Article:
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The U.S. Patent and Trademark Office and the U.S. Copyright Office recently published the results of their co-study (on the interplay between non-fungible tokens (NFTs) and intellectual property. The Report is the result of a June 2022 request from Senators Patrick Leahy (D-VT) and Thom Tillis (R-N.C.), and incorporates feedback from a Federal Register Notice and three online public roundtables. 

Acknowledging the absence of a “single, uniformly accepted definition of NFTs,” the Report adopts the following definition:

“The term ‘NFT’” refers to: (i) a unique cryptographic token, (ii) the ownership of which is recorded to a blockchain (or another type of digital distributed ledger system), (iii) that provides the owner rights in or access to one or more assets or entitlements.” 

The Report expands on each of these definitional components and addresses the creation, transfer, uses, and challenges of NFTs based on stakeholder input, before evaluating the role of NFTs and blockchain technology in three main areas of intellectual property:


The creation of an NFT, or the “minting,” that creates a new copy of a copyrighted work “may implicate the copyright owner’s exclusive right of reproduction,” yet “independent of any associated asset, the code underlying the NFT itself may be copyrightable.” One consideration however is whether minting creates a derivative work. Further, whether an NFT is stored on-chain or off-chain, centralized, or decentralized, may implicate the right of reproduction. Lastly, the display of an associated work could implicate the public display right, or where the associated work is a digital phonorecord, marketplace display could implicate the public performance right on both the sound recording and the musical composition.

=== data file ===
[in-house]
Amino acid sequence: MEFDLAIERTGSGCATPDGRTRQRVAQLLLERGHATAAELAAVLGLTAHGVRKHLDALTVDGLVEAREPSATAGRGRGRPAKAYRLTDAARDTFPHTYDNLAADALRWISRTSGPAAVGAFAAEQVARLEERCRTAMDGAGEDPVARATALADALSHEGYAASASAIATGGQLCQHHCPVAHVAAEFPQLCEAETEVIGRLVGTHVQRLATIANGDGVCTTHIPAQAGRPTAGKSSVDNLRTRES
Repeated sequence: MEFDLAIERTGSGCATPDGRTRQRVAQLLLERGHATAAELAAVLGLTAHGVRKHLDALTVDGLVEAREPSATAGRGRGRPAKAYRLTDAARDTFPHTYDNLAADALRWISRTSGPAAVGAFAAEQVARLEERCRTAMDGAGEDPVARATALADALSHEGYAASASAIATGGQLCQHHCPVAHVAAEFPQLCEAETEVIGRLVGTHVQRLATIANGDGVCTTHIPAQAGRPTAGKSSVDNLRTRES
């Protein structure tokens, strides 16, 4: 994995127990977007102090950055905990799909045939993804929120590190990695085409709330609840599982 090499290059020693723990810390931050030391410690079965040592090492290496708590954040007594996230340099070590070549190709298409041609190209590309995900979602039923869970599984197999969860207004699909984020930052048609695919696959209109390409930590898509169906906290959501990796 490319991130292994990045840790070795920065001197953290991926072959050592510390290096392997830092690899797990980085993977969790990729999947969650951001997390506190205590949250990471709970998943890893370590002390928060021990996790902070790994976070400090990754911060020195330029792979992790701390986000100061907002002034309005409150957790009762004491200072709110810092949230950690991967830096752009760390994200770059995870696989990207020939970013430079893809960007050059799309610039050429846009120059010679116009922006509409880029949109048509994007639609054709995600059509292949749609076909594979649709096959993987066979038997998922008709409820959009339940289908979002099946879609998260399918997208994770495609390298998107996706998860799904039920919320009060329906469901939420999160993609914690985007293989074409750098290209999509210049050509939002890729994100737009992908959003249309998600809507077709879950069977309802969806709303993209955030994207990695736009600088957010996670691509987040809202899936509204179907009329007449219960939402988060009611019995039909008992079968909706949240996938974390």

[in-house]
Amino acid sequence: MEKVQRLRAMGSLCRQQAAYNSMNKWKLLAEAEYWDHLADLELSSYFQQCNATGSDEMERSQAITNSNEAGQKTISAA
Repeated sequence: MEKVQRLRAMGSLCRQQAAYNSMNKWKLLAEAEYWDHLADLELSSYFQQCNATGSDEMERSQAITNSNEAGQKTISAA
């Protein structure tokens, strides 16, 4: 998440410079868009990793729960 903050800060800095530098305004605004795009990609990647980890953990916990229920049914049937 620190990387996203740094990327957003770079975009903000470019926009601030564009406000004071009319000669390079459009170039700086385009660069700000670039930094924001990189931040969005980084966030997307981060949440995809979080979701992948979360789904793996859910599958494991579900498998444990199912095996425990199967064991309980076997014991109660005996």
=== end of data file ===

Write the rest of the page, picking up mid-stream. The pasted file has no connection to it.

On the issue of enforcement, stakeholders identified that the Digital Millennium Copyright Act’s (DMCA) notice-and-takedown system has had some success in eliminating infringing assets; however, the “pseudonymous and decentralized storage of NFTs” creates problems identifying infringers, locating appropriate jurisdictions, and removing infringing content. The Report notes that “none of these issues arising from decentralized storage or pseudonymity are unique to NFTs,” with the creation of the internet lending itself to similar challenges.

Four main roles of NFTs in the copyright ecosystem were identified from stakeholder feedback. First, NFTs could be used “as recordkeeping tools to aid in documenting the provenance of creative works and copyright ownership.” Second, NFTs could also “be used to improve or enhance the Copyright Office’s registration of copyrighted works and recordation of documents pertaining to copyright” (although the Copyright Office expressed doubt in this proposal however for a variety of enumerated reasons). Third, NFTs could offer a resale royalty right (droit de suite) not currently offered by U.S. law but available in countries such as Australia and those in the European Union. Lastly, the Report identified that “NFTs and smart contracts could be used as a form of digital rights management (DRM) – digital tools used to communicate and control the terms on which consumers can access and use copyrighted works.”


The Report notes that trademarks function similarly in the NFT market as in other markets, identifying and distinguishing the source of goods and services. The USPTO’s Trademark Next Generation ID Manual currently sets forth several relevant examples of acceptable goods and services for the registration of trademarks in the NFT space: